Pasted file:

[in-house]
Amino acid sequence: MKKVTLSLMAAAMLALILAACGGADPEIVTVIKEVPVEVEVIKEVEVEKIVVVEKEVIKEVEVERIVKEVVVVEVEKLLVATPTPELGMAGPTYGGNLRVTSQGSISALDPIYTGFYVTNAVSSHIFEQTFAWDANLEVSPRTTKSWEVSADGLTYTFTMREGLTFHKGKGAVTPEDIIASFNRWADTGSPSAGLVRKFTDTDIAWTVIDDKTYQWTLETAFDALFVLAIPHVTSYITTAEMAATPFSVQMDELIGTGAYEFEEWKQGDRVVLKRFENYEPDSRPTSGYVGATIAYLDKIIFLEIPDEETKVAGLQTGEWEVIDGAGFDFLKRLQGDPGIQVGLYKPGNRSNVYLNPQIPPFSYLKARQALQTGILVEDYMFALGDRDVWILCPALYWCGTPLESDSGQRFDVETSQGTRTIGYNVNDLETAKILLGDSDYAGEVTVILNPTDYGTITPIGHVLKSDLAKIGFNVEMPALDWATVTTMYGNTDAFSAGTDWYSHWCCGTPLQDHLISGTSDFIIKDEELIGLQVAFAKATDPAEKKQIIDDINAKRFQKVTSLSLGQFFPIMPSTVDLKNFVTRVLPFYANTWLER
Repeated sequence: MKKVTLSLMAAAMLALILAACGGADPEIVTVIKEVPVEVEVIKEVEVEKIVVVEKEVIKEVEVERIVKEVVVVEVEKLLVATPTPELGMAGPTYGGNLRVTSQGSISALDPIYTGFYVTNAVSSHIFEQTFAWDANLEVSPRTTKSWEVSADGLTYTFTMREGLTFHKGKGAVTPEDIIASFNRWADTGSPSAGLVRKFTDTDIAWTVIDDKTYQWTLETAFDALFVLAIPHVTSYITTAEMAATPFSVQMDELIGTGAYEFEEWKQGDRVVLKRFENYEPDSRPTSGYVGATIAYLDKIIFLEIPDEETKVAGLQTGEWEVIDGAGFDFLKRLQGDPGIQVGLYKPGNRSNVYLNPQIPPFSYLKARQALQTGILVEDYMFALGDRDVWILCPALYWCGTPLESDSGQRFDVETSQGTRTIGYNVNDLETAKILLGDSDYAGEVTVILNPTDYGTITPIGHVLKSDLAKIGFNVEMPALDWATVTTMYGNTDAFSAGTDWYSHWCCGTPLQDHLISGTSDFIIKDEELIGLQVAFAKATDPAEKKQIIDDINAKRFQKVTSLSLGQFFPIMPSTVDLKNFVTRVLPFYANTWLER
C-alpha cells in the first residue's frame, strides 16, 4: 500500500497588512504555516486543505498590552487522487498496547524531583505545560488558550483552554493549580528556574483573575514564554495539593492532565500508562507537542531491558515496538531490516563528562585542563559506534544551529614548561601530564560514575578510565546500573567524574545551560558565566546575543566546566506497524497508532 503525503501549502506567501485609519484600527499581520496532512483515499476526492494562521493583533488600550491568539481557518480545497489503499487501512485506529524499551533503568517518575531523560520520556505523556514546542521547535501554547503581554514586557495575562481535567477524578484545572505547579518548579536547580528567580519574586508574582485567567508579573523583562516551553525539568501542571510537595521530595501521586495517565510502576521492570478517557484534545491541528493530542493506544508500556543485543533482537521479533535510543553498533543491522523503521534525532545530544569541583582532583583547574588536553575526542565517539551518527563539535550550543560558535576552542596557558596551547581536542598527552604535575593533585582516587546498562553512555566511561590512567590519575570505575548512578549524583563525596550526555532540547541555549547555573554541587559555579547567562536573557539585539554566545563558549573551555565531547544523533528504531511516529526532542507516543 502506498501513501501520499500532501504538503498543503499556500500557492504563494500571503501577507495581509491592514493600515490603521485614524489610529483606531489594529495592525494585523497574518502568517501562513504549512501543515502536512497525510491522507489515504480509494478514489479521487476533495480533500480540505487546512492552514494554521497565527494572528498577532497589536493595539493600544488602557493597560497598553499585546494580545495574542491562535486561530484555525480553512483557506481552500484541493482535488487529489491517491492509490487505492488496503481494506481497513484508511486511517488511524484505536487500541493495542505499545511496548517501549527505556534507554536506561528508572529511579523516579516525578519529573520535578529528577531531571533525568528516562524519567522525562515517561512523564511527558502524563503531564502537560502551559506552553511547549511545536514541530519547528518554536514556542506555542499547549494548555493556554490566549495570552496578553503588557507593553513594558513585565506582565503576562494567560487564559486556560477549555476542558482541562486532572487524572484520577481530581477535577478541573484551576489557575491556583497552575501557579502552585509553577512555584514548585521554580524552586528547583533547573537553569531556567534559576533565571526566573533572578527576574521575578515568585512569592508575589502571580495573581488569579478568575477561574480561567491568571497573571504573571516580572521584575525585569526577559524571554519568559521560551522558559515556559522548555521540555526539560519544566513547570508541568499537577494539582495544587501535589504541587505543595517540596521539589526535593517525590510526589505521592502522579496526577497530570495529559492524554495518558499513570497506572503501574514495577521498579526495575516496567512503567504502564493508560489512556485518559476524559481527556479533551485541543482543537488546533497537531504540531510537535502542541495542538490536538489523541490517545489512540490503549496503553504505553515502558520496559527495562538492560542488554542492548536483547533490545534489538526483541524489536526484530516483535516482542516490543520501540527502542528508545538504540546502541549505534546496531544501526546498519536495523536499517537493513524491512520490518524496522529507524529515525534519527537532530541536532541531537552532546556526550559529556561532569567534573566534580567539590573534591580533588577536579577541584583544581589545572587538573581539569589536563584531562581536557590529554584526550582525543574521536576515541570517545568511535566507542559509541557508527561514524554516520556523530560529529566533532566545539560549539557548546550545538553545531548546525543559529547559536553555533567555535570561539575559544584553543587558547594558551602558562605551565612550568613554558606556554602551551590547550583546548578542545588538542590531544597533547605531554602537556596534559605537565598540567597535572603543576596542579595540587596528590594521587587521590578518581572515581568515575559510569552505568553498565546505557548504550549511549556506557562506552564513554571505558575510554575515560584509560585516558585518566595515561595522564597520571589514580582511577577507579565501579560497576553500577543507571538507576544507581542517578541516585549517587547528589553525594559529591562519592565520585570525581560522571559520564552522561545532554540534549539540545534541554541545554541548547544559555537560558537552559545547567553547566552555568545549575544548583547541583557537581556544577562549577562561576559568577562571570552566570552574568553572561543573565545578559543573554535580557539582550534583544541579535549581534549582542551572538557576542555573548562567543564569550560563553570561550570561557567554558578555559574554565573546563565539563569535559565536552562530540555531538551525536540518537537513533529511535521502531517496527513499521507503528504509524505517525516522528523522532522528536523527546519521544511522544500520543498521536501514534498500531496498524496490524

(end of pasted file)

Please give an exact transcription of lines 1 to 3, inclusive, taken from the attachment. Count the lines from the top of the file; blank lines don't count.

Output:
[in-house]
Amino acid sequence: MKKVTLSLMAAAMLALILAACGGADPEIVTVIKEVPVEVEVIKEVEVEKIVVVEKEVIKEVEVERIVKEVVVVEVEKLLVATPTPELGMAGPTYGGNLRVTSQGSISALDPIYTGFYVTNAVSSHIFEQTFAWDANLEVSPRTTKSWEVSADGLTYTFTMREGLTFHKGKGAVTPEDIIASFNRWADTGSPSAGLVRKFTDTDIAWTVIDDKTYQWTLETAFDALFVLAIPHVTSYITTAEMAATPFSVQMDELIGTGAYEFEEWKQGDRVVLKRFENYEPDSRPTSGYVGATIAYLDKIIFLEIPDEETKVAGLQTGEWEVIDGAGFDFLKRLQGDPGIQVGLYKPGNRSNVYLNPQIPPFSYLKARQALQTGILVEDYMFALGDRDVWILCPALYWCGTPLESDSGQRFDVETSQGTRTIGYNVNDLETAKILLGDSDYAGEVTVILNPTDYGTITPIGHVLKSDLAKIGFNVEMPALDWATVTTMYGNTDAFSAGTDWYSHWCCGTPLQDHLISGTSDFIIKDEELIGLQVAFAKATDPAEKKQIIDDINAKRFQKVTSLSLGQFFPIMPSTVDLKNFVTRVLPFYANTWLER
Repeated sequence: MKKVTLSLMAAAMLALILAACGGADPEIVTVIKEVPVEVEVIKEVEVEKIVVVEKEVIKEVEVERIVKEVVVVEVEKLLVATPTPELGMAGPTYGGNLRVTSQGSISALDPIYTGFYVTNAVSSHIFEQTFAWDANLEVSPRTTKSWEVSADGLTYTFTMREGLTFHKGKGAVTPEDIIASFNRWADTGSPSAGLVRKFTDTDIAWTVIDDKTYQWTLETAFDALFVLAIPHVTSYITTAEMAATPFSVQMDELIGTGAYEFEEWKQGDRVVLKRFENYEPDSRPTSGYVGATIAYLDKIIFLEIPDEETKVAGLQTGEWEVIDGAGFDFLKRLQGDPGIQVGLYKPGNRSNVYLNPQIPPFSYLKARQALQTGILVEDYMFALGDRDVWILCPALYWCGTPLESDSGQRFDVETSQGTRTIGYNVNDLETAKILLGDSDYAGEVTVILNPTDYGTITPIGHVLKSDLAKIGFNVEMPALDWATVTTMYGNTDAFSAGTDWYSHWCCGTPLQDHLISGTSDFIIKDEELIGLQVAFAKATDPAEKKQIIDDINAKRFQKVTSLSLGQFFPIMPSTVDLKNFVTRVLPFYANTWLER